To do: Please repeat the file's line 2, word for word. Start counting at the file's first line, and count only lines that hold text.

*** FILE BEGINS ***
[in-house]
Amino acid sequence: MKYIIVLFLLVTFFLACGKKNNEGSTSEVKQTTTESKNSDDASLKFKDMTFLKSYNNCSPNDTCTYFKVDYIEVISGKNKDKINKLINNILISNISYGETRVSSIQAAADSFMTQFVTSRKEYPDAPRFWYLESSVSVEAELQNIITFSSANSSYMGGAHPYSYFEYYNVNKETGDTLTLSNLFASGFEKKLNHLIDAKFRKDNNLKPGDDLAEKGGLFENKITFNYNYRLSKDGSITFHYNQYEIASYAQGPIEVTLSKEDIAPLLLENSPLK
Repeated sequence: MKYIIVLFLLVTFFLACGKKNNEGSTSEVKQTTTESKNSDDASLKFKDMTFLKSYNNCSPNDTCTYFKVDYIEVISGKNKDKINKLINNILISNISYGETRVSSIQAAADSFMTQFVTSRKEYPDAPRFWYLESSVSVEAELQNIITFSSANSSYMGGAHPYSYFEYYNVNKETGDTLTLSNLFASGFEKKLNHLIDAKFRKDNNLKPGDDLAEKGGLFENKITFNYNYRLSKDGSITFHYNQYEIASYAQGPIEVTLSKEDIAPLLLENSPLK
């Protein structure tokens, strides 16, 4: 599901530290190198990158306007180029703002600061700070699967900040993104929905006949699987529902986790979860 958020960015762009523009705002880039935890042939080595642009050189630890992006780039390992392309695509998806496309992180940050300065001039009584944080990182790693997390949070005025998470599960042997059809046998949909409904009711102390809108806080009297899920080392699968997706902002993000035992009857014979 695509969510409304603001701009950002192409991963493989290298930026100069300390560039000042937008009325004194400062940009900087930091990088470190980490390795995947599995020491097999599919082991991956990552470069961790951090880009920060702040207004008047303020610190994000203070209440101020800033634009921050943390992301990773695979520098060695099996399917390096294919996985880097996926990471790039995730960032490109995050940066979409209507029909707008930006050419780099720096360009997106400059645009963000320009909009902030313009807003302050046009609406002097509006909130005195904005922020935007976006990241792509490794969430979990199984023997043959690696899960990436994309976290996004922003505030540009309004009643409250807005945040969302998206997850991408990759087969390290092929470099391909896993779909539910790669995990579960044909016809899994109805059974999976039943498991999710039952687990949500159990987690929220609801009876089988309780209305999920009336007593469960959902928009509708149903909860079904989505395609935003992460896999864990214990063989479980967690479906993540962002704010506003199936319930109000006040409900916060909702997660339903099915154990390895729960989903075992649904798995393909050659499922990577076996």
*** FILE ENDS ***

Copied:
Amino acid sequence: MKYIIVLFLLVTFFLACGKKNNEGSTSEVKQTTTESKNSDDASLKFKDMTFLKSYNNCSPNDTCTYFKVDYIEVISGKNKDKINKLINNILISNISYGETRVSSIQAAADSFMTQFVTSRKEYPDAPRFWYLESSVSVEAELQNIITFSSANSSYMGGAHPYSYFEYYNVNKETGDTLTLSNLFASGFEKKLNHLIDAKFRKDNNLKPGDDLAEKGGLFENKITFNYNYRLSKDGSITFHYNQYEIASYAQGPIEVTLSKEDIAPLLLENSPLK